Selleck manages to wring sparks of humor from this melancholy lawman, who, as the film begins, has lost his end-of-the-line job as police chief of tiny Paradise, Mass.
The surface whodunit surrounds a mob-related double homicide, “but the mystery at the beginning of the tale is always Jesse.
“He’s a totally decent guy who has a lot of issues, and deals with them every day,” says Selleck. But Jesse is a man of few words _ words that often leaven with irony the pain he feels.
Selleck makes it work. Not for him is overacting as Jesse, who pines for his ex-wife and struggles for grounding in this backwater town.
“It’s like crying on-screen,” says Selleck, citing his cardinal no-no. “Actors are always proud when they cry. But what people do in real life when they’re getting emotional is, they try NOT to cry. They’re embarrassed about it.”
As for Jesse, “he’s had a real journey,” Selleck says sympathetically. “Right now, in (film) number eight, he’s trying to get his job back and put his universe back in order.”
Like Stone, the future of the franchise is uncertain. CBS hasn’t made its intentions known.
“But I don’t think that this is the end,” Selleck says. “If CBS doesn’t want Jesse anymore _ and God knows that’s their right, and bless them, they’ve produced eight of these _ I think there’s a lot of people in line who’d like to do it elsewhere, who’ve expressed interest over the years.”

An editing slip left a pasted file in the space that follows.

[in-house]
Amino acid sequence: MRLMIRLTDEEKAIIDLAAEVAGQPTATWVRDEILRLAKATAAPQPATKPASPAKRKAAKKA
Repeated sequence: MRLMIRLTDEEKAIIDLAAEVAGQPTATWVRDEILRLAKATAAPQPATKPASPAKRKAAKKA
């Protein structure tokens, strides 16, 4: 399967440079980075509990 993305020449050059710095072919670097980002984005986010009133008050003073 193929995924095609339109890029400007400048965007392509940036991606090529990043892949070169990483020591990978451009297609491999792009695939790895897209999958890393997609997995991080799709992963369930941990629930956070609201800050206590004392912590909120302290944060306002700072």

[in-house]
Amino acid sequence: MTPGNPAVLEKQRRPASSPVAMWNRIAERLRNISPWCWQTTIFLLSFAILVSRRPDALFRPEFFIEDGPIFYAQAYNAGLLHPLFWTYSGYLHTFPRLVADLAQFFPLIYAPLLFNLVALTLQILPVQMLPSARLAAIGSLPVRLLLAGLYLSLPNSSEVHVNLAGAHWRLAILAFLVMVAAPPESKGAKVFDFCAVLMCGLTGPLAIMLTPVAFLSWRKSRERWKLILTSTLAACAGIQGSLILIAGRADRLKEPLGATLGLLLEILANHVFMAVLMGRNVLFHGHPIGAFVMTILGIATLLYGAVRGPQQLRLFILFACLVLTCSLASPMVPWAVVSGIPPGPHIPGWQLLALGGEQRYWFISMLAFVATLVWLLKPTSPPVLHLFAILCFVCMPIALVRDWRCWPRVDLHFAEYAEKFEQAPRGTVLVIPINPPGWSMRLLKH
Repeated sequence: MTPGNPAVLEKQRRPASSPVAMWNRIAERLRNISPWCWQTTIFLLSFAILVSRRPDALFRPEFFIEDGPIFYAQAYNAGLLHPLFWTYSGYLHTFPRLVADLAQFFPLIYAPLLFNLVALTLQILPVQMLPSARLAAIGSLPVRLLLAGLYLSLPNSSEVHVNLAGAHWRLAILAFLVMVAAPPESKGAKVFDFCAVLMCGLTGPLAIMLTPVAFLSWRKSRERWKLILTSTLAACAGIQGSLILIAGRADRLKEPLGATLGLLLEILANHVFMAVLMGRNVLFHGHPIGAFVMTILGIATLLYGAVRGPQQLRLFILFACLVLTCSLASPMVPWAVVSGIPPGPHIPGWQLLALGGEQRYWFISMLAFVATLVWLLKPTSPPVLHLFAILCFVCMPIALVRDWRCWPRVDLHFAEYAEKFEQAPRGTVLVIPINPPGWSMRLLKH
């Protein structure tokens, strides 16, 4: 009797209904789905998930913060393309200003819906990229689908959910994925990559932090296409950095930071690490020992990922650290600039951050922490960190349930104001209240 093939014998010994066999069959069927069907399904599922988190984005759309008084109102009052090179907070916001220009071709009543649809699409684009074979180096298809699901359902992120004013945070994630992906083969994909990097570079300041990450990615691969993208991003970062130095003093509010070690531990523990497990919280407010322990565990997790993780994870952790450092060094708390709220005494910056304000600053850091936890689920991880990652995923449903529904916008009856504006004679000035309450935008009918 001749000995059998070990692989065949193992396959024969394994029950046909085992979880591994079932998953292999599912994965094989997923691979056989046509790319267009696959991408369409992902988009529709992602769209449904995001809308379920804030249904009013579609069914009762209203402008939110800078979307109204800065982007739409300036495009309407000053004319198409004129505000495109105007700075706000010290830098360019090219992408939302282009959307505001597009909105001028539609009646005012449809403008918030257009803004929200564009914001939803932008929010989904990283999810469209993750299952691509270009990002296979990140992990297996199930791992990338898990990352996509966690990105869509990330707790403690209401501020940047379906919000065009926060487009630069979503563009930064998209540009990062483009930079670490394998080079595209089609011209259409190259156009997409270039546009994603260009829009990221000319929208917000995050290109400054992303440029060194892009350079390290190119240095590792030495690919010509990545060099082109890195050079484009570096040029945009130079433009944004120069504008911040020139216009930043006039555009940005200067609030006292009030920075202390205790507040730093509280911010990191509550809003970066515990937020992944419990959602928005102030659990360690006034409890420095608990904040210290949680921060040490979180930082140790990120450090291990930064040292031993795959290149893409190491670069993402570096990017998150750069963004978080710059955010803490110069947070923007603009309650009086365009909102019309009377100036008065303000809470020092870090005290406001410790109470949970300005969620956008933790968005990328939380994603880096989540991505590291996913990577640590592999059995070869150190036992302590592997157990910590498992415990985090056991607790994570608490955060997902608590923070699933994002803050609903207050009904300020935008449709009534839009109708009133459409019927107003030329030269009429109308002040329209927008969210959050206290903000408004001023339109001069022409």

If this sounds like a very gracious warning to CBS, so be it. Selleck wants to stay in the Jesse Stone game, saying he could probably do two films per season, plus “Blue Bloods.”
Despite their many differences (item: New York City and Paradise are very different domains), the two characters share some traits: They are both in law enforcement, both are private men and both sport mustaches (supplemented with a goatee by Jesse Stone).
Selleck makes the most of it in both roles, working his mustache emphatically with every pensive grimace and moue.
Is facial hair standard issue for Selleck?
“I get a lot of mustache questions,” he sighs, patiently explaining that he first sported one in the 1970s, “when they were common,” and then kept it, of course, for Thomas Magnum.
“It becomes part of your look and it becomes baggage,” he says, “but I never had any qualms about shaving it off” (and did, for example, to play Gen. Dwight D. Eisenhower in the 2004 TV film “Ike: Countdown to D-Day”).
In fact, he was OK with the idea of a clean-shaven Frank Reagan, but says CBS felt otherwise.View Entire Story
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